For many risk industry experts like the people you hear on The International Risk Podcast, the coronavirus pandemic was an eventuality planned for and predicted, but the pandemic was completely unanticipated for most of the population. Despite these differences, one thing unites us all: the monumental changes to our daily lives and the risks posed to our mental health.
As restrictions begin to ease, here in the UK, I find myself fearing normality, avoiding people, and wanting to remain in this new comfort zone. This development of social anxiety is undoubtedly a result of the Covid pandemic and associated risks, but it is manageable. It is manageable because I am privileged to be in a low-risk group. I have no history of mental health problems, I am white, financially stable, and I have been spending the pandemic in my large family home with access to a private garden. However, certain groups are disproportionally affected by the risks of the pandemic and, subsequently, the risks to their mental health. The pandemic has exacerbated mental health problems for the people who were already suffering, taking many to breaking point. The pandemic has disproportionately affected minority groups who could not stay safe at home because, typically, they are working in ‘key worker’ sectors. The pandemic has caused mass unemployment and has created widespread financial uncertainty and poverty. Finally, the pandemic has reduced the quality of life for city residents confined to small, overcrowded flats and houses with no access to outdoor spaces. The risks to all of us have risen, but the risks placed on certain groups have been significantly more significant than the risk for others.
It is unknown to what extent the pandemic has negatively impacted mental health and how this will eventually be identifiable in statistics, but one thing is for sure, many of us feel the pressure on our mental health continually increasing as lockdowns are prolonged and in-person activities are suspended. If we take the SARS outbreak in 2003, we can deduce how damaging lockdowns and isolation can be. The SARS outbreak correlated with a 30 percent increase in suicides in over 65s, demonstrating the severity of risk posed to our mental health. Furthermore, studies show that job loss and financial struggles through economic downturns are associated with long-lasting declines in mental health. The pandemic has seen one of the worst economic downturns in recent years.
The pandemic has highlighted the appearance of psycho-social risks which can push employees into a downward spiral. Low morale, loss of motivation and disengagement, has contributed to psychological distress in employees, and the workplace, over the pandemic, has become a hotspot for manifesting invisible illnesses. Recent reports have found that this mounting stress, anxiety, and depressive behaviour, in the workplace directly correlates with an increased risk of suicidal behaviour among professional groups, risking long-term sick leave, large proportions of employee absences, and company finances.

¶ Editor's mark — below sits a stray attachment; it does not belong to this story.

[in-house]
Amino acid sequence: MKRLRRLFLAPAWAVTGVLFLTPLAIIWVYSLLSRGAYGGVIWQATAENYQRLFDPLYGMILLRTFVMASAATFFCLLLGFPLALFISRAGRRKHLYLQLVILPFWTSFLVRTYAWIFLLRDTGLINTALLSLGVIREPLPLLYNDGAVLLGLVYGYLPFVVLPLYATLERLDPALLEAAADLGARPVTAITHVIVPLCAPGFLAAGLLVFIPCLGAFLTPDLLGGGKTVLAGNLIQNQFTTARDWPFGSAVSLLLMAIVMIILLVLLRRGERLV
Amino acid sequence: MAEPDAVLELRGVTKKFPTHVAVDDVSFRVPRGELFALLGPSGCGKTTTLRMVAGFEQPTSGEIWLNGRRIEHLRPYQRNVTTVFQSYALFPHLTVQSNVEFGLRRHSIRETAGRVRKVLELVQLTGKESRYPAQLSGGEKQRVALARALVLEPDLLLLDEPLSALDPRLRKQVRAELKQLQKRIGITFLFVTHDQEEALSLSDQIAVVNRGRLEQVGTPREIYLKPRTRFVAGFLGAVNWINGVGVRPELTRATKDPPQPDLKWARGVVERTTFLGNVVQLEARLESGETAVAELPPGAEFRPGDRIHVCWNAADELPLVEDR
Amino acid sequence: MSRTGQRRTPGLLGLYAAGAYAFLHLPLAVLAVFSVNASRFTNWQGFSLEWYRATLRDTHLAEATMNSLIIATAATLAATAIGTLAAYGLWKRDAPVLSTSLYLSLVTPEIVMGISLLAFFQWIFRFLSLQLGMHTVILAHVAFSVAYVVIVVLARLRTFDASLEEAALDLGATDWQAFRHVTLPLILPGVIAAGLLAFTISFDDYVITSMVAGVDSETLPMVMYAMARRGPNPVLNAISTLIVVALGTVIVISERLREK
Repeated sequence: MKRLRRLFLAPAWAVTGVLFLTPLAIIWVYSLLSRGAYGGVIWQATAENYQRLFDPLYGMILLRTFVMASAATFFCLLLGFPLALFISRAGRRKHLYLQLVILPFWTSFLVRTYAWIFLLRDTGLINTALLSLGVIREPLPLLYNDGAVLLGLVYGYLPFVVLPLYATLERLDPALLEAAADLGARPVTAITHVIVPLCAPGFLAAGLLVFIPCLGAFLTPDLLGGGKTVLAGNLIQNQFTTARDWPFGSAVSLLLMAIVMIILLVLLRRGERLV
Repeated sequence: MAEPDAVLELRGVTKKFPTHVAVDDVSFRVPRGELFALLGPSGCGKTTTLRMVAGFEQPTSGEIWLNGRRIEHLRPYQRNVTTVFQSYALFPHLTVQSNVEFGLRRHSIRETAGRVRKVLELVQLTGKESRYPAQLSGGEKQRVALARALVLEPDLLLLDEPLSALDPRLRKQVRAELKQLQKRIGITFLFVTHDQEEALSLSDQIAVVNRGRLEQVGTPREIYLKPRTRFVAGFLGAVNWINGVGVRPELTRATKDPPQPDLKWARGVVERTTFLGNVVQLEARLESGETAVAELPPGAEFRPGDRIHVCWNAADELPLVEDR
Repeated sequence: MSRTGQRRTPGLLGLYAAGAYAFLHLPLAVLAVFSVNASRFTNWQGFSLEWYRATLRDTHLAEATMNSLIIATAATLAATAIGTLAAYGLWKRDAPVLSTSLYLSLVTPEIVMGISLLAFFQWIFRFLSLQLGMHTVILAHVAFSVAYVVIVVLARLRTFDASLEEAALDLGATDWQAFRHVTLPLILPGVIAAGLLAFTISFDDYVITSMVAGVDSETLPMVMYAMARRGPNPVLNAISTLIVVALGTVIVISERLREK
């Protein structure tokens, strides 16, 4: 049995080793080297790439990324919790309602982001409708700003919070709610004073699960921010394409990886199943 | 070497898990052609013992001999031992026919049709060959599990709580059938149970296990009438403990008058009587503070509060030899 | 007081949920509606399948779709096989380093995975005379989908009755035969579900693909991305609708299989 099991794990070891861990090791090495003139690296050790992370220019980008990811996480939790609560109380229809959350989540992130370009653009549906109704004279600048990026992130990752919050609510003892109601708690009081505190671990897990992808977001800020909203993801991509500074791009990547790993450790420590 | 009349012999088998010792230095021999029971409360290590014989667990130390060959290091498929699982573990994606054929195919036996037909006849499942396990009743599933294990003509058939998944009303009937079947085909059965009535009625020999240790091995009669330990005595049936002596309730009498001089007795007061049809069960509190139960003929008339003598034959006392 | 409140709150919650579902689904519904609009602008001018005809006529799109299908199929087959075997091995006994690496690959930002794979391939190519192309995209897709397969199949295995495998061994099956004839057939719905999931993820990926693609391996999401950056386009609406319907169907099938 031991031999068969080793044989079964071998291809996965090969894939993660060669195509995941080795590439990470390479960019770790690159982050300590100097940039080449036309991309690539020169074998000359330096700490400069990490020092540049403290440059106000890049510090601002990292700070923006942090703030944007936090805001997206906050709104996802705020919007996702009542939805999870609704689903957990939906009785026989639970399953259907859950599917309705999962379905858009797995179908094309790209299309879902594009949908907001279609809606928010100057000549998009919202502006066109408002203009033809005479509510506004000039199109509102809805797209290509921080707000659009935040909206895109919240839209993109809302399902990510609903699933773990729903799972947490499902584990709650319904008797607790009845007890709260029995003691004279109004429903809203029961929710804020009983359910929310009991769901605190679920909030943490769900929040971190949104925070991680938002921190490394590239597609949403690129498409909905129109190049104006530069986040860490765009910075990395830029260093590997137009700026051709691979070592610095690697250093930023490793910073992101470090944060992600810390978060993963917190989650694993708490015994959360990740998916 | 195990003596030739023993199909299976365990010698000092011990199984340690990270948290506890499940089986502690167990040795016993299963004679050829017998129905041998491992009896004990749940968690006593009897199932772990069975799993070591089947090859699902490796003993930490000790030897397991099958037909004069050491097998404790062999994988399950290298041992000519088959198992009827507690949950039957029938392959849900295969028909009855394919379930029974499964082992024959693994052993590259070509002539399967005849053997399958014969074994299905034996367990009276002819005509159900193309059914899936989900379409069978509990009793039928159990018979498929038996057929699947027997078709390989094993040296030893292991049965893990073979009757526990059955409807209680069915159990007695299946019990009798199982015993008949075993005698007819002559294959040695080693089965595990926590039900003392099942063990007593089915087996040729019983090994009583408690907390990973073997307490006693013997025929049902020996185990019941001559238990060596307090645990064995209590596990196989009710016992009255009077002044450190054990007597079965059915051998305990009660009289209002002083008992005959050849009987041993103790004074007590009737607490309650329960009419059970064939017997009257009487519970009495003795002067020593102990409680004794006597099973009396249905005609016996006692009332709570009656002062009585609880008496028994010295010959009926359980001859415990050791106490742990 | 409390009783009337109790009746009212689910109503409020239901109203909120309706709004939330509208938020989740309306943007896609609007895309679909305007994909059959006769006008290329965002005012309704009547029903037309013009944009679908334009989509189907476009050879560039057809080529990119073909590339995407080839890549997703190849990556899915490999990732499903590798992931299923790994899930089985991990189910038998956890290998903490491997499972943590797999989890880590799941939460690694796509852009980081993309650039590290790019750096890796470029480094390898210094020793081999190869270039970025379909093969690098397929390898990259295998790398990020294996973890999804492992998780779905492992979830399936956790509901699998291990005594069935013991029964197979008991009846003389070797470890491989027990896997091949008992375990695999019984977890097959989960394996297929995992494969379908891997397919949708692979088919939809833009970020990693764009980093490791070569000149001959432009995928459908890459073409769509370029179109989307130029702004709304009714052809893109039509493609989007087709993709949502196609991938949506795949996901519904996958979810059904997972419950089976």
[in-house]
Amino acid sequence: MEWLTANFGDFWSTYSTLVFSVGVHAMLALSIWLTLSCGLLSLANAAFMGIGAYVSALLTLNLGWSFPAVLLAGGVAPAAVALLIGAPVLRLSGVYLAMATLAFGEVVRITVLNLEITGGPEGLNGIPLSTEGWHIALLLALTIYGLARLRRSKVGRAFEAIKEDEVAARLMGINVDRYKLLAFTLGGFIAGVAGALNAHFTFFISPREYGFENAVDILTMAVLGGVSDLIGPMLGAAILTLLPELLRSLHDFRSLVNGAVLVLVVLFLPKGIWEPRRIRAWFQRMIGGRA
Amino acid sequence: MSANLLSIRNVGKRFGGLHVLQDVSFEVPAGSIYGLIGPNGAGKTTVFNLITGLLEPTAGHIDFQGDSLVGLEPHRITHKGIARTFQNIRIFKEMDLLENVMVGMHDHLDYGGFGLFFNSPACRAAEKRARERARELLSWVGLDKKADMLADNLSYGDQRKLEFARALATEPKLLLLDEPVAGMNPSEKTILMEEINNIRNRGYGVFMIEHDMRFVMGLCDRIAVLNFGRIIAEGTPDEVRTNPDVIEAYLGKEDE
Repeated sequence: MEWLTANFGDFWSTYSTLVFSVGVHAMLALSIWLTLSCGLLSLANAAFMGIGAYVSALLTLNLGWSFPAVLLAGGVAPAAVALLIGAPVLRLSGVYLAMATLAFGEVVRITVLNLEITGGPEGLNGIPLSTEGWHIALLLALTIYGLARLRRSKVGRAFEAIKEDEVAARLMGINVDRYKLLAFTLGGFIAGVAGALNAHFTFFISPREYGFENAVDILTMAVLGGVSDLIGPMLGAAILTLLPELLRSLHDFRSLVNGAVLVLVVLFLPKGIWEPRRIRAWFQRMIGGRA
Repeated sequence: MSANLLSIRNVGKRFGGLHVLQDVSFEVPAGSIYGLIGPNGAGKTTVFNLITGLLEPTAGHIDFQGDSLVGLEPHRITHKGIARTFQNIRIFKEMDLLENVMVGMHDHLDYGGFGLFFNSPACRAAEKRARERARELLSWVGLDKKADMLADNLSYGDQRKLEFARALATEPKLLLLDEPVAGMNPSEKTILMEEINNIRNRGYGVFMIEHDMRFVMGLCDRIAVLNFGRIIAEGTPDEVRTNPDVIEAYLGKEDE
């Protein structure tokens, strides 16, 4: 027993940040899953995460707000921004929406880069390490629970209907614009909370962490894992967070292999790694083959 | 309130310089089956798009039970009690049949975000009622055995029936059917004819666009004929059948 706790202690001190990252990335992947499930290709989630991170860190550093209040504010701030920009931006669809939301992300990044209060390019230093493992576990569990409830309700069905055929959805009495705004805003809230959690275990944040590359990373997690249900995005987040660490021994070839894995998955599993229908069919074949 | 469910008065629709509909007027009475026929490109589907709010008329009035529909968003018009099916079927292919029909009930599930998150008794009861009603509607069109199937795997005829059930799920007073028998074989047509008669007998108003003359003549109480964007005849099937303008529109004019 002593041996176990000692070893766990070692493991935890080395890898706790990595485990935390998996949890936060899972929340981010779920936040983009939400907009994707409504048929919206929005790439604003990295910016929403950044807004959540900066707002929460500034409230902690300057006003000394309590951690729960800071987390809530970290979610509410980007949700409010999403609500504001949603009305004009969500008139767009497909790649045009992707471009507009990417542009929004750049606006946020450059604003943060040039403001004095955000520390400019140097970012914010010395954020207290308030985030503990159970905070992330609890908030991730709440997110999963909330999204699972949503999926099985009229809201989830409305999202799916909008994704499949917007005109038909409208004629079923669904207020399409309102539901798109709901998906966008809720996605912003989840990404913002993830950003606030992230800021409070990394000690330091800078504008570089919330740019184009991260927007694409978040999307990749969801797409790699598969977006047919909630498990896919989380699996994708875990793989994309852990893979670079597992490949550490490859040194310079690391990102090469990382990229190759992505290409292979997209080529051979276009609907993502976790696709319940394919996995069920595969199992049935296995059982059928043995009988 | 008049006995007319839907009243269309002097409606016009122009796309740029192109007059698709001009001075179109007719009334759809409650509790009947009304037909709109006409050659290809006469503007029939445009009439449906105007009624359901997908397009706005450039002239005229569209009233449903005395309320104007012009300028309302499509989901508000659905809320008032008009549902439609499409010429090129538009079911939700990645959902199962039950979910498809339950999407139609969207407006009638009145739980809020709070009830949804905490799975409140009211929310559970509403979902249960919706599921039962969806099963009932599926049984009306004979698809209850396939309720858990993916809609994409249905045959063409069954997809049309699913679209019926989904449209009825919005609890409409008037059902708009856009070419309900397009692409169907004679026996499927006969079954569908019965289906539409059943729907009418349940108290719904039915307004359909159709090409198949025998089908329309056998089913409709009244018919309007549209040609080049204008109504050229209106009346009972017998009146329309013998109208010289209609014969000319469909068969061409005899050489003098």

Organisations that do not address these risks will pay horrendous economic, human, and social costs that are preventable. By applying traditional leadership skills to invest in employee mental health and fostering good management, risks to employees can be reduced significantly.
So, what risk mitigation strategies can leaders use to protect their employee’s mental health post-covid? The answer lies in creating mentally healthy workplaces. . The International Risk Podcast has had a couple of expert guests who have spoken on the topic of mental health including Keith Lesley, and Ken Duckworth from the National Alliance for Mental Illness.
The objective of team leaders, managers and employers should be to integrate social concerns, advocating for employee’s well-being by preventing and detecting mental health risks. Some of the most effective measures include training line managers to have regular positive conversations with staff regarding their mental well-being. The cost of the discussion has been shown to have a five times payoff as it creates trust, empathy, and understanding. In addition to bringing balance and well-being to the workplace, these regular conversations place the individual at the heart of a manager’s priorities. By prioritising employees, the manager invests in employee health, boosting their motivation, commitment, and creating conditions favourable to economic recovery in activity. This interactivity allows employers to break the isolation of people by promoting their mental health- creating an ethical environment and a more economical one. Whatever drives this change, ethics or economics, the goal remains the same: refocus the priorities of individuals to generate commitment and motivation.
The pandemic has increased the risks across every aspect of our daily lives, and at a time where team unity is at risk, it should be a priority of leaders to support employees on the journey of good mental health practice. This will create ethical, economical and sustainable mentally healthy workplaces.
The author of this article, Harriet Tyler, is part of the production team at The International Risk Podcast, and a final year Politics, Philosophy and Economics student at the University of Stirling.